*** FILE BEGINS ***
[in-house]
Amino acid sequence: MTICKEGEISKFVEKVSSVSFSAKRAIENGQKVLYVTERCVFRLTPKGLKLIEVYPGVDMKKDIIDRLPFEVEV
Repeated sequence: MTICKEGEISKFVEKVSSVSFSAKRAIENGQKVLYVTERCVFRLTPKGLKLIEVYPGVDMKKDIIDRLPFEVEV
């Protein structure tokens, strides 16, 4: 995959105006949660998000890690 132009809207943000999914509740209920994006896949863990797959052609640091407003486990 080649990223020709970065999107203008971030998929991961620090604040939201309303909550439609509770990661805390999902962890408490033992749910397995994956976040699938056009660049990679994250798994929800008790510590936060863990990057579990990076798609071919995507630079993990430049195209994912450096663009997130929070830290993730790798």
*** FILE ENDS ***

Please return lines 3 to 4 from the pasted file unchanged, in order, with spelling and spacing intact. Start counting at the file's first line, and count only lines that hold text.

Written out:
Repeated sequence: MTICKEGEISKFVEKVSSVSFSAKRAIENGQKVLYVTERCVFRLTPKGLKLIEVYPGVDMKKDIIDRLPFEVEV
């Protein structure tokens, strides 16, 4: 995959105006949660998000890690 132009809207943000999914509740209920994006896949863990797959052609640091407003486990 080649990223020709970065999107203008971030998929991961620090604040939201309303909550439609509770990661805390999902962890408490033992749910397995994956976040699938056009660049990679994250798994929800008790510590936060863990990057579990990076798609071919995507630079993990430049195209994912450096663009997130929070830290993730790798």